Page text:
By David Corn
In late 2016, the US Army released a report noting that the Russian military, through experience gained during fighting in Ukraine, was undergoing a transformation and becoming a more potent battlefield threat to American forces. One troublesome development identified by the report’s authors was the increased proficiency of Russian snipers. “The capabilities of a sniper in a Russian contingent is far more advanced than the precision shooters U.S. formations have encountered over the last 15 years,” the study noted. One reason for this was the Russian military’s recent adoption of the ORSIS T-5000, a relatively new Russian-made firearm that the report called “one of the most capable bolt action sniper rifles in the world.” As one military technology expert noted, after reviewing this report, the US Army faced “being outgunned” by foes armed with the T-5000—which can be accurate at a distance of 2,000 yards—and these Russian rifles were showing up in Iraq and Ukraine. That is, this weapon posed a threat to US troops and those of its allies. Yet the National Rifle Association—which boasts it is identified with American patriotism—has helped promote Moscow-based ORSIS and its sniper rifle.
In December 2015, as has been previously reported, the NRA sent a high-level delegation to Russia. The group included Peter Brownell, then the first vice president of the NRA; David Keene, a past president; Joe Gregory, a top NRA donor; and David Clarke, then the sheriff of Milwaukee County, who would become a top surrogate for Donald Trump. (Brownell became president of the NRA last year.) The trip was at least partially subsidized by a curious Russian gun rights organization called the Right to Bear Arms that has been associated with two Russians, Maria Butina and Alexander Torshin, who for years had been forging connections with conservative organizations and gun aficionados in the United States. (Torshin—a director of the Russian central bank, a former senator, and a close ally of Putin—has been accused of having ties to Russian organized crime, an allegation he has denied. During the 2016 campaign, Torshin and Butina tried to connect with Trump campaign officials.) The Right to Bear Arms paid $6,000 toward the cost of Clarke’s trip.
While in Russia, members of the NRA delegation met with Dmitry Rogozin, the deputy prime minister, who was sanctioned by the Obama administration the previous year in retaliation for Putin’s invasion of Crimea and eastern Ukraine. Rogozin was a hardliner who led the ultra-right party Rodina, and part of his government portfolio was of particular interest to the NRA representatives: the arms industry. When Rogozin became deputy prime minister in 2011, he was given the task of overseeing Russia’s military-industrial complex and reviving the nation’s weapons-making business through private-public partnerships. One early endeavor in this regard, according to a Russian publication called Defense and Security, involved ORSIS, a small, private company, which about this time began receiving government contracts. (For a spell, Rogozin’s son was a deputy director of the firm.)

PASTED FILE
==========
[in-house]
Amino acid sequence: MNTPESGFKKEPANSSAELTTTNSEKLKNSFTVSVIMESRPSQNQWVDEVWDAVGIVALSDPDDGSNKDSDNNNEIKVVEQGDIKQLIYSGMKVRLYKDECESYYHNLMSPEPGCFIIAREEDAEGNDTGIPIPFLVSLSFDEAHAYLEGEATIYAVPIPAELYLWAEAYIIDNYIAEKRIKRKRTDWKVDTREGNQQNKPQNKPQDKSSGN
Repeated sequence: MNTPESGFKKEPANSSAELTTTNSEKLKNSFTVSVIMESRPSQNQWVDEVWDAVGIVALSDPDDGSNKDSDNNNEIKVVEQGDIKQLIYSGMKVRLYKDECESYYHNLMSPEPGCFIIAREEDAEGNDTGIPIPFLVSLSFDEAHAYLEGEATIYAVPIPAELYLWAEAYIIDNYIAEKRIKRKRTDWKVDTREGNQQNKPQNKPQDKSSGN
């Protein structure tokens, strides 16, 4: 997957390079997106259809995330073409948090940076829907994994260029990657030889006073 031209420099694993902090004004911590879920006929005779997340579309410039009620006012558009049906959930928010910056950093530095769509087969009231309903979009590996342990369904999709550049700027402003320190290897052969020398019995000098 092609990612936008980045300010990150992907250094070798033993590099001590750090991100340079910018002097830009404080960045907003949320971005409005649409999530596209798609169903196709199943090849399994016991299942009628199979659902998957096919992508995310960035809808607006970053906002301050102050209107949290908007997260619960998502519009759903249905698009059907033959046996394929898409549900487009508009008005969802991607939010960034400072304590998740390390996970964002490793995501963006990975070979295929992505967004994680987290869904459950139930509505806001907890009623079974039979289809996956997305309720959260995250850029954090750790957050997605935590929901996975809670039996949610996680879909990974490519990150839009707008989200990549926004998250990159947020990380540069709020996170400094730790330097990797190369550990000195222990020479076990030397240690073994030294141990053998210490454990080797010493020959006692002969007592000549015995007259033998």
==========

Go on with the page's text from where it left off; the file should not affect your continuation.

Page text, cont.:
In 2014, Pravda reported Russia, now facing sanctions blocking the sale of made-in-Russia guns to the United States and Europe, was looking to export ORSIS sniper rifles as part of its development of new markets for Russian weapons, and the Russian newspaper referred to the T-5000 as the “Rogozin rifle.” The paper noted, “Defense officials from the Philippines and Pakistan evinced interest in the so-called Rogozin rifle, advertised by Putin and [American actor] Steven Seagal. The countries offered to test sniper rifle ORSIS T-5000 on their territory. Similar proposals came from Malaysia and Indonesia.” (In 2013, ORSIS announced it would be making a sporting versionof its rifle endorsed by Seagal.)
While the NRA delegation was in Moscow, it visited the ORSIS offices and facilities. The group, accompanied by Butina, watched a video extolling the T-5000, toured the company’s manufacturing plant, and observed rifles being made. Then members of the delegation test-fired ORSIS rifles at an on-site shooting range. The company presented the NRAers with swanky watches bearing the company’s logo.
The NRA trip to ORSIS was of use to the Russian gunmaker. The company produced a video showing the NRA delegates oohing and aahing over the T-5000. The video was one in a series of short films promoting ORSIS and its weapons. The video was posted on YouTube four weeks after the visit.